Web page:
A Rare Glimpse of NASA's Prettiest Research Aeroplanes Flying Together

By Attila Nagy on at

Last week, residents of the Houston area had a rare opportunity to watch a historic aviation event: the formation flight of three WB-57 research aircraft. Why historic? Well, November 19th was the first time that all three of NASA’s WB-57s have been aloft simultaneously since the early 1970s.

The WB-57 was developed from the Martin B-57 Canberra USAF jet bomber in order to fly research missions. NASA explains:

These fully operational WB-57 aircraft are based near NASA’s Johnson Space Center at Ellington Field, home of the NASA WB-57 High Altitude Research Program, which provides unique, high-altitude airborne platforms to support scientific research and advanced technology development and testing. Mission examples include atmospheric and earth science, ground mapping, cosmic dust collection, rocket launch support, and testbed operations for future airborne or spaceborne systems.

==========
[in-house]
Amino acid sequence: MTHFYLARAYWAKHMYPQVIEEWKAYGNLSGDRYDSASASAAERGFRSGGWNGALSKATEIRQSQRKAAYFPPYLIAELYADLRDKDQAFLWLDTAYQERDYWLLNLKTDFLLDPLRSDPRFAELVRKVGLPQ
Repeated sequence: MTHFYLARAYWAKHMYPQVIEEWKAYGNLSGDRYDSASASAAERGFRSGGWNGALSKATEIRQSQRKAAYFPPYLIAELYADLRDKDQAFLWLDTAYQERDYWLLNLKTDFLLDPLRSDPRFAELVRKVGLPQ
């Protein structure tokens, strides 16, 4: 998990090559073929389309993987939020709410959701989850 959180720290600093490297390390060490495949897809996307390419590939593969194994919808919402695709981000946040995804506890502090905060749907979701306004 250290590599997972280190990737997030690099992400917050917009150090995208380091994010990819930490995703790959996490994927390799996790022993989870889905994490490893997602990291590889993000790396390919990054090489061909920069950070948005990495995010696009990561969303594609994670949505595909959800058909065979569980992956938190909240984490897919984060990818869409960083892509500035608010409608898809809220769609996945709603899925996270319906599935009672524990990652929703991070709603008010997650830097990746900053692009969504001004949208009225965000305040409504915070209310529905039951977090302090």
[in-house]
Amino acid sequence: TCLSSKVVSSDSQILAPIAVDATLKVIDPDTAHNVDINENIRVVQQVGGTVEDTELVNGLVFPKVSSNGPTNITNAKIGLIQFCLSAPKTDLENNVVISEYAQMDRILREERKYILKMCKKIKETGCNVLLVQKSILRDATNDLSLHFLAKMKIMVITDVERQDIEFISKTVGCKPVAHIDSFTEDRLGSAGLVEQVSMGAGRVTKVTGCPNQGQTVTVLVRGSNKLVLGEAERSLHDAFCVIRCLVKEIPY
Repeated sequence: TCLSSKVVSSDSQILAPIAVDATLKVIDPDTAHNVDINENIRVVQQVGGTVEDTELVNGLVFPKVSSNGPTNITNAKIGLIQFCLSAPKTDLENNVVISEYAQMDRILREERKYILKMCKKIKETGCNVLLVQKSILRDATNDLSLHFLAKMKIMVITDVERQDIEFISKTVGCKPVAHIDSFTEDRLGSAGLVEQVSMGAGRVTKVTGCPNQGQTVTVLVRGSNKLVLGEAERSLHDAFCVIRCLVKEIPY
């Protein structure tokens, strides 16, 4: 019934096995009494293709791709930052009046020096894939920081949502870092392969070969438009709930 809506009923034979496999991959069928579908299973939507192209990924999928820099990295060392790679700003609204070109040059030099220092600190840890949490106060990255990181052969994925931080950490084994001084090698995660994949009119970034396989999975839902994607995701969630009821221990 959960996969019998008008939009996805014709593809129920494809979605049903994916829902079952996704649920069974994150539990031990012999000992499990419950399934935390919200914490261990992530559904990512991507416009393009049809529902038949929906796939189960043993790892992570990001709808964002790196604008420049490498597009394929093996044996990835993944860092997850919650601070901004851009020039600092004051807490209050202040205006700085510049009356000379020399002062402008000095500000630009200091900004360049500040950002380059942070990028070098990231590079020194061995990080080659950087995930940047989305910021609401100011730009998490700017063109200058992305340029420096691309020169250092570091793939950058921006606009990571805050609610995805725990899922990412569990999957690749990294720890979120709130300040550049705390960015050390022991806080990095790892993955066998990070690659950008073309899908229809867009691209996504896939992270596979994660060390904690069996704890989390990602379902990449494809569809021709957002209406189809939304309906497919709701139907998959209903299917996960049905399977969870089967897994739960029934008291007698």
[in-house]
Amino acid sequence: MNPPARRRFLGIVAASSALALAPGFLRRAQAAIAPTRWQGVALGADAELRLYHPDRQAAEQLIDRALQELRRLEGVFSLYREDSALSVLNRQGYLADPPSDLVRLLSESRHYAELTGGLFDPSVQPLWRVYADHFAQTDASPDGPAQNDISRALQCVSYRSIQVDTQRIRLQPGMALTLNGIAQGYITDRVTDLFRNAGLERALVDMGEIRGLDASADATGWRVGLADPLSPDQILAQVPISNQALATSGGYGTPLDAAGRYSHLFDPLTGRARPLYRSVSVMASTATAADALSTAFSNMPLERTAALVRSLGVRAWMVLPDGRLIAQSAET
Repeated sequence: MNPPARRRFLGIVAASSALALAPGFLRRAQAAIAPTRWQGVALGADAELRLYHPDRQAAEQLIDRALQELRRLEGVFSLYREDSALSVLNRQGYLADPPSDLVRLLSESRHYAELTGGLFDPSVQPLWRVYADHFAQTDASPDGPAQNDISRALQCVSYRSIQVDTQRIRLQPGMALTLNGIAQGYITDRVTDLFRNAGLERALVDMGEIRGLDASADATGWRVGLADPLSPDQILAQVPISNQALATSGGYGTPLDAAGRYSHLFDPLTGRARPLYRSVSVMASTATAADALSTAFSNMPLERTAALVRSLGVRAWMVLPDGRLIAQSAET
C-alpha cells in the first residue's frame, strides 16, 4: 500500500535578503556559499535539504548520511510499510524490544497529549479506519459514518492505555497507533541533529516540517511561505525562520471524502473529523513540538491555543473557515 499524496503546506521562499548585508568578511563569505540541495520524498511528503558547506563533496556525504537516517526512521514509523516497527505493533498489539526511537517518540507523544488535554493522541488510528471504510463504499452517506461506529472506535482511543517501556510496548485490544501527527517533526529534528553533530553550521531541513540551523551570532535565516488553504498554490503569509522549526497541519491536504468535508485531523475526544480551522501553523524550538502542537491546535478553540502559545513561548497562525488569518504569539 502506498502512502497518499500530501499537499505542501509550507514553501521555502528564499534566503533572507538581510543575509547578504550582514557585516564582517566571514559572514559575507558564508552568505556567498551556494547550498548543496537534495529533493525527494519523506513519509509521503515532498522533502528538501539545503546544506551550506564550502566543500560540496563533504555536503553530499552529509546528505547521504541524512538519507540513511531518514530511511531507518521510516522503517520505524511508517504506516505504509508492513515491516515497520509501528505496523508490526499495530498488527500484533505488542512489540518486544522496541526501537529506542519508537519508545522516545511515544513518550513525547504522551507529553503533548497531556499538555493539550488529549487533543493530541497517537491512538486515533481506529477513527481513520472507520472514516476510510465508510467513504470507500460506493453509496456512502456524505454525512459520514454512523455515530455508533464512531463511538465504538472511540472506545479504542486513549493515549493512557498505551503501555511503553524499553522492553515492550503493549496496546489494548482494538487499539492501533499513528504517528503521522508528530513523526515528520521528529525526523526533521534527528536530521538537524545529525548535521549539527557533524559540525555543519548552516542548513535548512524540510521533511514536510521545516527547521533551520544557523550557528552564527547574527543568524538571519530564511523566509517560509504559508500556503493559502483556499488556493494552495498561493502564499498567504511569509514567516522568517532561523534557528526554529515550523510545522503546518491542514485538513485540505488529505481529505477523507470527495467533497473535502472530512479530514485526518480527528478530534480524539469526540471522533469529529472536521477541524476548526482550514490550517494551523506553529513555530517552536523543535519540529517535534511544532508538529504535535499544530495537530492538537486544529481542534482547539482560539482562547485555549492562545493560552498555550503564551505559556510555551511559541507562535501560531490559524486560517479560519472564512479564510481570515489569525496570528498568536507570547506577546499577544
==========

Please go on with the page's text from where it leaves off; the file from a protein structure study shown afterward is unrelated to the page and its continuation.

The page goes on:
The B-57 bombers were retired in 1983, only three flightworthy WB-57Fs remained. Below are a few more photos of the event.

A Rare Glimpse of NASA's Prettiest Research Airplanes Flying Together

A Rare Glimpse of NASA's Prettiest Research Airplanes Flying Together

A Rare Glimpse of NASA's Prettiest Research Airplanes Flying Together

A Rare Glimpse of NASA's Prettiest Research Airplanes Flying Together

A Rare Glimpse of NASA's Prettiest Research Airplanes Flying Together

Photos: NASA JSC / photographers: James Blair, Robert Markowitz


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